In [2], Hiller and myself have introduced what we have called self-referential systems. Under this name we categorize models of a theory whose predicates refer to objects which are themselves predicates of the language—this particular interpretation being considered as the intended one.
is formulated in a language whose variables are typed: as types become “larger”, the corresponding objects become “smaller”; for this reason, we have suggestively chosen types to be negative integers: 0, −1, −2, and so on.
The consistency of has been questioned several times, and it has also been referred to as an “intriguing possibility”. Under such motivation, we are most willing to present a consistency proof for , and we do it relative to the theory ZFC + “there exists a Ramsey cardinal”. The only use of the Ramsey cardinal is to justify the existence of 0#, and the existence of 0# is known to be weaker than the existence of a Ramsey cardinal. For this reason, we note that the minimum we need for our proof is the existence of the set 0#.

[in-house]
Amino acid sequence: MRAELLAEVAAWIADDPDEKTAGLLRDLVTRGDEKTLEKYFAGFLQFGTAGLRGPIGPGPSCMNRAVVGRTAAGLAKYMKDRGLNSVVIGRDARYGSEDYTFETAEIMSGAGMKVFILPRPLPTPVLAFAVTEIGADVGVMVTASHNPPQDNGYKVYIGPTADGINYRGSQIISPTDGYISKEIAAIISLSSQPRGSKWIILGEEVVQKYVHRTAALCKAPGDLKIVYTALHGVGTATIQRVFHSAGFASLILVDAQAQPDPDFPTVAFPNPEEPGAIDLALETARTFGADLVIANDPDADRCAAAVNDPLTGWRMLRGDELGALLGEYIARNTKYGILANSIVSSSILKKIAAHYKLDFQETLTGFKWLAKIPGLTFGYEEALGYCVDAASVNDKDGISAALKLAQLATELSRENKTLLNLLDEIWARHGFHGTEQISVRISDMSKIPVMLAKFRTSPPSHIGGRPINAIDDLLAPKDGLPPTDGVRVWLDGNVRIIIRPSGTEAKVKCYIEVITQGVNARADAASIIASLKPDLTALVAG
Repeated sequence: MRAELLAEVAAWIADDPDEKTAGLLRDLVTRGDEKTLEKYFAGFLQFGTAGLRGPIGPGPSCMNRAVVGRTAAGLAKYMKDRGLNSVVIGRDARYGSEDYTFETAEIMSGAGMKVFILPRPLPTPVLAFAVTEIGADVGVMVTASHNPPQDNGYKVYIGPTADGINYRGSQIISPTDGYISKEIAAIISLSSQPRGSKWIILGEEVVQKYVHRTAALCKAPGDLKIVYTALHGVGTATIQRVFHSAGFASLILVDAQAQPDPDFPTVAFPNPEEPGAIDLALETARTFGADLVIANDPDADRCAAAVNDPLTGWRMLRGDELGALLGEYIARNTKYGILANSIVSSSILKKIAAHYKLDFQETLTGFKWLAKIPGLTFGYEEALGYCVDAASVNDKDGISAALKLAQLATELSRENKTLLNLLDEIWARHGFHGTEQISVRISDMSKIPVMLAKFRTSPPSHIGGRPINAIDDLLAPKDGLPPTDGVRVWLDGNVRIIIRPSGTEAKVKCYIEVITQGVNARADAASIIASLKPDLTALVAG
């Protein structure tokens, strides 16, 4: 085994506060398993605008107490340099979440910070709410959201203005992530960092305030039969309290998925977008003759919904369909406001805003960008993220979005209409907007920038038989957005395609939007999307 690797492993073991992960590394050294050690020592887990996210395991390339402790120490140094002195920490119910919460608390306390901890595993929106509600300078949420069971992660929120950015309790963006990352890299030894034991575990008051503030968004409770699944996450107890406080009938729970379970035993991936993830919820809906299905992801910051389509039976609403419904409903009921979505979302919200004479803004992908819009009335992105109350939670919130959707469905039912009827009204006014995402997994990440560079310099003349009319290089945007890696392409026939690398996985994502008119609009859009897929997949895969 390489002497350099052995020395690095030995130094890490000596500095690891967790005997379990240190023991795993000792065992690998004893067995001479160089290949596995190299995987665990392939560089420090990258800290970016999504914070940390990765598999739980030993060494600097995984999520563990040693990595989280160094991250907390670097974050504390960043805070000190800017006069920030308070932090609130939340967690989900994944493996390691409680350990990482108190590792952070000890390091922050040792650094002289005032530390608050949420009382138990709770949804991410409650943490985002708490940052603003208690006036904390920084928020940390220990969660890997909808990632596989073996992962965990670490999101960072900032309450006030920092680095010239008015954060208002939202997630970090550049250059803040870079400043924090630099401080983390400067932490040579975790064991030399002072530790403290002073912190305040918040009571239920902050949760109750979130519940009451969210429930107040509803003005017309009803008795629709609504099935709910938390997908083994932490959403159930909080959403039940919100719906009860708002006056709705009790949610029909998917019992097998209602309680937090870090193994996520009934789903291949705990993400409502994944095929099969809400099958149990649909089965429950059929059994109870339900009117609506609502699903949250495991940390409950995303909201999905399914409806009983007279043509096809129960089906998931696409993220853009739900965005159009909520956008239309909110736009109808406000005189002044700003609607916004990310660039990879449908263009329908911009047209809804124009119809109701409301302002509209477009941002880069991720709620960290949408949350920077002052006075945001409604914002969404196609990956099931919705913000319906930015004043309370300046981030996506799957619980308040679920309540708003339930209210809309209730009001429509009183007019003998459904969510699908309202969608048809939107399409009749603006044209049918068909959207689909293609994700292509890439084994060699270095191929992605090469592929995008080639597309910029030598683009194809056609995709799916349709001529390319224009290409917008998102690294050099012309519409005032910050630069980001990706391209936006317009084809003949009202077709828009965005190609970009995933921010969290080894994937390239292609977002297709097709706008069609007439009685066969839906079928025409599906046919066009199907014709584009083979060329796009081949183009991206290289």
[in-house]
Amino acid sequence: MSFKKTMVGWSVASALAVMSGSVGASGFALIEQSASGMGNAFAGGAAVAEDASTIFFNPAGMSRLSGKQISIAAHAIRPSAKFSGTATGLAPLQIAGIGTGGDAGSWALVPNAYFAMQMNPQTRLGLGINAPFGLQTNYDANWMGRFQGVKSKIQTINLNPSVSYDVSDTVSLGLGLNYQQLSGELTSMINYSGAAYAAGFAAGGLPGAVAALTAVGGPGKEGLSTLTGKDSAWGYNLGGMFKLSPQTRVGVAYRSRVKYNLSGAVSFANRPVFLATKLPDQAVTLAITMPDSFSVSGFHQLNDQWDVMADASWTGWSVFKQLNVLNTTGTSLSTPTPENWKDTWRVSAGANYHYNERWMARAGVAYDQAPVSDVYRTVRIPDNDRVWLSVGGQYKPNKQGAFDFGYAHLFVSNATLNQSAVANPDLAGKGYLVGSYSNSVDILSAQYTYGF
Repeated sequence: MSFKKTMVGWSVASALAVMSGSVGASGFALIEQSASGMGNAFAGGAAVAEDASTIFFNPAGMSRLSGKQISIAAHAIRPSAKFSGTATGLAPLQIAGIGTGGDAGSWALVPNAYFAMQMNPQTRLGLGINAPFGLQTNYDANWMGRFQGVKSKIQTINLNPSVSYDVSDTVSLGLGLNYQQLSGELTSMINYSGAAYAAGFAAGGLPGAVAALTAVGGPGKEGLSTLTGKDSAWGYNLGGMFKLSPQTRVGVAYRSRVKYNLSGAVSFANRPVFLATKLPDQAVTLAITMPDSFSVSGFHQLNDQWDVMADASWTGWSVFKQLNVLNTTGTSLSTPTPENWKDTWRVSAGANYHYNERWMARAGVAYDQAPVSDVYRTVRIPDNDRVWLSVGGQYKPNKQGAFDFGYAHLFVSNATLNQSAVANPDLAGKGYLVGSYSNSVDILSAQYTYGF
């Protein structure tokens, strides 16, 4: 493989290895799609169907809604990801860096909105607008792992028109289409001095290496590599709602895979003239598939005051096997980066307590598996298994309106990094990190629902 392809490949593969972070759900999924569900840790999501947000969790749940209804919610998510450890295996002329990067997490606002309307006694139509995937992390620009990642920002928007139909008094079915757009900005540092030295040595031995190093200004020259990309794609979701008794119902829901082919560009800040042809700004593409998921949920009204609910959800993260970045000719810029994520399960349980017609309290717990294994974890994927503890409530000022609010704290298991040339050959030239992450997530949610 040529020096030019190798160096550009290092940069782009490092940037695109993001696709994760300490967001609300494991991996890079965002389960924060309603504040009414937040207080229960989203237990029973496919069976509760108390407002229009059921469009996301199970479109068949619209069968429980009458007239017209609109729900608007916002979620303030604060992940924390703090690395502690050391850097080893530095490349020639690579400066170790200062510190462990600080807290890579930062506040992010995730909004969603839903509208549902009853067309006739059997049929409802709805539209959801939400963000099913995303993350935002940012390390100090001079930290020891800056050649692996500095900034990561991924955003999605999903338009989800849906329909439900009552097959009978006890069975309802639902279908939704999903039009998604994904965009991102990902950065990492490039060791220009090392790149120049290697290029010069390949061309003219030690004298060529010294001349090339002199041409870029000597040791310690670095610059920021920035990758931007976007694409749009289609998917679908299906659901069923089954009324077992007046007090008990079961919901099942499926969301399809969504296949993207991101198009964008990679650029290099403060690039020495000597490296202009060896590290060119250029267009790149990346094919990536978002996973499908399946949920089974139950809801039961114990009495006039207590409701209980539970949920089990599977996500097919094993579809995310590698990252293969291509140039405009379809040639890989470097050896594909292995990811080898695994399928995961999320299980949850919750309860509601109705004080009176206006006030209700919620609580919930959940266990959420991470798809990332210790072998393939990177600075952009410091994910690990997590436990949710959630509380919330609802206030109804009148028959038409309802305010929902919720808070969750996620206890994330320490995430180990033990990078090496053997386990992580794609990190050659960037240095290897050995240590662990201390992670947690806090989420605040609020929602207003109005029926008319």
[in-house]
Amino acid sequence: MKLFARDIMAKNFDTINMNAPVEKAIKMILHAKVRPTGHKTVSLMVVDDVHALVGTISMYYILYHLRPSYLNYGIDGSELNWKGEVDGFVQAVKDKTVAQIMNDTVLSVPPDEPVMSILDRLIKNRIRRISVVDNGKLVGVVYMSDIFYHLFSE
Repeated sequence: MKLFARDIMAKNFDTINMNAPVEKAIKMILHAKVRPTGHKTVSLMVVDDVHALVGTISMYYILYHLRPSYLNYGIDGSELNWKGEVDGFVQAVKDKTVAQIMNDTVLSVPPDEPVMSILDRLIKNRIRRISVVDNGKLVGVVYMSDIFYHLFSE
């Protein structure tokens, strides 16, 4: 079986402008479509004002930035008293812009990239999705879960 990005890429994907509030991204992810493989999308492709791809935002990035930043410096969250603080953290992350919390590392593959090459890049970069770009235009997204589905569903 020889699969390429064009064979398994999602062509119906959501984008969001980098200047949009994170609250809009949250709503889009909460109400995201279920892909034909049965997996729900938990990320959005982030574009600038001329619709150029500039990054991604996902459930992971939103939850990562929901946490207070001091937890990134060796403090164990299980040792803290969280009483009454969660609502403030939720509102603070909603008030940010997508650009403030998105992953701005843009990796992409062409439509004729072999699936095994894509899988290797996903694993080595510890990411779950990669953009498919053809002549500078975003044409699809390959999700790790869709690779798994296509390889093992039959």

To begin with, we prove that the consistency of implies the existence of intended models for : these are models in which every element is definable by a one-free-variable formula of the language. In intended models we also show that the axiom holds, and, besides, these models possess -indescribable cardinals. These two results imply the relative consistency of with respect to and, moreover, that any proof of the consistency of cannot be carried out without the use of some large cardinal axiom: such an axiom which, when added to ZFC, produces a theory equiconsistent to —if it exists—remains unknown. At the end of this article we finally exhibit the consistency proof of , our main result.